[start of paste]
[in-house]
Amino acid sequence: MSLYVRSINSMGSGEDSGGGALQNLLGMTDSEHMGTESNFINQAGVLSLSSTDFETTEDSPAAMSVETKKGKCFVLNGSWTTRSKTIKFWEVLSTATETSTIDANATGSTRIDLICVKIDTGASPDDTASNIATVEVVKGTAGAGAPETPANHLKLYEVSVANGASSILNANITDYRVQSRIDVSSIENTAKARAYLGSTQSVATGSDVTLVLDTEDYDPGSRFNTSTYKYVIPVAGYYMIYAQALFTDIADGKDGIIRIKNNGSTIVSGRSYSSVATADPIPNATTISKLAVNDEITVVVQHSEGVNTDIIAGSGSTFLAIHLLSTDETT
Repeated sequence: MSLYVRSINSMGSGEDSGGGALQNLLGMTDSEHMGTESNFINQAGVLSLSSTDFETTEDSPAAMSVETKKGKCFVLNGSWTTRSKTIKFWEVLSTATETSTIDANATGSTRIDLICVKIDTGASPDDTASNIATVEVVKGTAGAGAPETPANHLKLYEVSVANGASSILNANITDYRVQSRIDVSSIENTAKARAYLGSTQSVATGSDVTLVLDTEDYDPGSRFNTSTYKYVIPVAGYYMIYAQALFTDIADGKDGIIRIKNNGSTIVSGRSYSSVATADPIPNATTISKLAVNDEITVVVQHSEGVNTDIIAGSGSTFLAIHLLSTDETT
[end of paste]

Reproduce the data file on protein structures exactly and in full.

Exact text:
[in-house]
Amino acid sequence: MSLYVRSINSMGSGEDSGGGALQNLLGMTDSEHMGTESNFINQAGVLSLSSTDFETTEDSPAAMSVETKKGKCFVLNGSWTTRSKTIKFWEVLSTATETSTIDANATGSTRIDLICVKIDTGASPDDTASNIATVEVVKGTAGAGAPETPANHLKLYEVSVANGASSILNANITDYRVQSRIDVSSIENTAKARAYLGSTQSVATGSDVTLVLDTEDYDPGSRFNTSTYKYVIPVAGYYMIYAQALFTDIADGKDGIIRIKNNGSTIVSGRSYSSVATADPIPNATTISKLAVNDEITVVVQHSEGVNTDIIAGSGSTFLAIHLLSTDETT
Repeated sequence: MSLYVRSINSMGSGEDSGGGALQNLLGMTDSEHMGTESNFINQAGVLSLSSTDFETTEDSPAAMSVETKKGKCFVLNGSWTTRSKTIKFWEVLSTATETSTIDANATGSTRIDLICVKIDTGASPDDTASNIATVEVVKGTAGAGAPETPANHLKLYEVSVANGASSILNANITDYRVQSRIDVSSIENTAKARAYLGSTQSVATGSDVTLVLDTEDYDPGSRFNTSTYKYVIPVAGYYMIYAQALFTDIADGKDGIIRIKNNGSTIVSGRSYSSVATADPIPNATTISKLAVNDEITVVVQHSEGVNTDIIAGSGSTFLAIHLLSTDETT